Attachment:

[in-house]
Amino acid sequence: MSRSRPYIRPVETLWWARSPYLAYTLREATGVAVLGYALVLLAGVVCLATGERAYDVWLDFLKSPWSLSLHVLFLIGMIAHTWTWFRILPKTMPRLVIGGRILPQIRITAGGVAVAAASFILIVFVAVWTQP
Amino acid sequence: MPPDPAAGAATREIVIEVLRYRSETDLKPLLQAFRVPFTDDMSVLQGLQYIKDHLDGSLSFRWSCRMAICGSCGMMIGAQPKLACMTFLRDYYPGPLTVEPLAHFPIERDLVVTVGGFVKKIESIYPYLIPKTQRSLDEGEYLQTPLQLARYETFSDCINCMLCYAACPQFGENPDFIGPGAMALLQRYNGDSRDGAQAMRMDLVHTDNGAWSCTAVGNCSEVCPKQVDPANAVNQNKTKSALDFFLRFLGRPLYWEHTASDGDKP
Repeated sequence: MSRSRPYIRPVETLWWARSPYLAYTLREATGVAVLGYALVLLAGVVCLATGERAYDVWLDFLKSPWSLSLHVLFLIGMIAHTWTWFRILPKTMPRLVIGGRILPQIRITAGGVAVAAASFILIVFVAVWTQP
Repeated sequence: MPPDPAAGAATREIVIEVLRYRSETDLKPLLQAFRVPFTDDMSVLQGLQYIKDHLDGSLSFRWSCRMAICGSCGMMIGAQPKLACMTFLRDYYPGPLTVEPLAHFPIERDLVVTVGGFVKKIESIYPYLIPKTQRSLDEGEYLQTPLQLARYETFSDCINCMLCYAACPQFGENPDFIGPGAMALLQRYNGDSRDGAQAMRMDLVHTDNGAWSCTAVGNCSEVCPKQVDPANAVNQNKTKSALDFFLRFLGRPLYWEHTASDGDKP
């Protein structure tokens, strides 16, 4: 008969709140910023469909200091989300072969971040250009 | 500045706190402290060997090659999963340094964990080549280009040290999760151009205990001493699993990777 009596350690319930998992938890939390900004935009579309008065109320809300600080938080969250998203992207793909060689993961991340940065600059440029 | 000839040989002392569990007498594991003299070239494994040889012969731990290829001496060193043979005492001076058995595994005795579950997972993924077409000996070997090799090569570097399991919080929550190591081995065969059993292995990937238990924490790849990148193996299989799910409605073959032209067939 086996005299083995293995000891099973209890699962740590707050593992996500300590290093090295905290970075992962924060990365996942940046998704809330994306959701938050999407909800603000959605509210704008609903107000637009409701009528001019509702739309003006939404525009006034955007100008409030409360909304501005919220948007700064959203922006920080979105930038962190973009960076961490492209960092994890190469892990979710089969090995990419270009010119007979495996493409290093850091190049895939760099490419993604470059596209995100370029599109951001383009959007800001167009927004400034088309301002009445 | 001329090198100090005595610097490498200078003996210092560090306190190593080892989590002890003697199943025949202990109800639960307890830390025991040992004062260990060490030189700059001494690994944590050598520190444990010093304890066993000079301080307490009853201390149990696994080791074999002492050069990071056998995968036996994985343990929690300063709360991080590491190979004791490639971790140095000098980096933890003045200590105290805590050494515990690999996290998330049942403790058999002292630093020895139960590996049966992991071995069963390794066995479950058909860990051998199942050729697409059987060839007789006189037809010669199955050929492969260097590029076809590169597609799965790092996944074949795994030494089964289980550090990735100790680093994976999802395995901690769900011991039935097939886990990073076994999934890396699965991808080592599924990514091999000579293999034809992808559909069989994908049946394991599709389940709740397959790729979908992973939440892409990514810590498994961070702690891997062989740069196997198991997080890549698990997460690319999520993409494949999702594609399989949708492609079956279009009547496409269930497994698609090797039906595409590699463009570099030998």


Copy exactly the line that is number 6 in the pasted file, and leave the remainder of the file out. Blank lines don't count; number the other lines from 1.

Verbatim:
């Protein structure tokens, strides 16, 4: 008969709140910023469909200091989300072969971040250009 | 500045706190402290060997090659999963340094964990080549280009040290999760151009205990001493699993990777 009596350690319930998992938890939390900004935009579309008065109320809300600080938080969250998203992207793909060689993961991340940065600059440029 | 000839040989002392569990007498594991003299070239494994040889012969731990290829001496060193043979005492001076058995595994005795579950997972993924077409000996070997090799090569570097399991919080929550190591081995065969059993292995990937238990924490790849990148193996299989799910409605073959032209067939 086996005299083995293995000891099973209890699962740590707050593992996500300590290093090295905290970075992962924060990365996942940046998704809330994306959701938050999407909800603000959605509210704008609903107000637009409701009528001019509702739309003006939404525009006034955007100008409030409360909304501005919220948007700064959203922006920080979105930038962190973009960076961490492209960092994890190469892990979710089969090995990419270009010119007979495996493409290093850091190049895939760099490419993604470059596209995100370029599109951001383009959007800001167009927004400034088309301002009445 | 001329090198100090005595610097490498200078003996210092560090306190190593080892989590002890003697199943025949202990109800639960307890830390025991040992004062260990060490030189700059001494690994944590050598520190444990010093304890066993000079301080307490009853201390149990696994080791074999002492050069990071056998995968036996994985343990929690300063709360991080590491190979004791490639971790140095000098980096933890003045200590105290805590050494515990690999996290998330049942403790058999002292630093020895139960590996049966992991071995069963390794066995479950058909860990051998199942050729697409059987060839007789006189037809010669199955050929492969260097590029076809590169597609799965790092996944074949795994030494089964289980550090990735100790680093994976999802395995901690769900011991039935097939886990990073076994999934890396699965991808080592599924990514091999000579293999034809992808559909069989994908049946394991599709389940709740397959790729979908992973939440892409990514810590498994961070702690891997062989740069196997198991997080890549698990997460690319999520993409494949999702594609399989949708492609079956279009009547496409269930497994698609090797039906595409590699463009570099030998």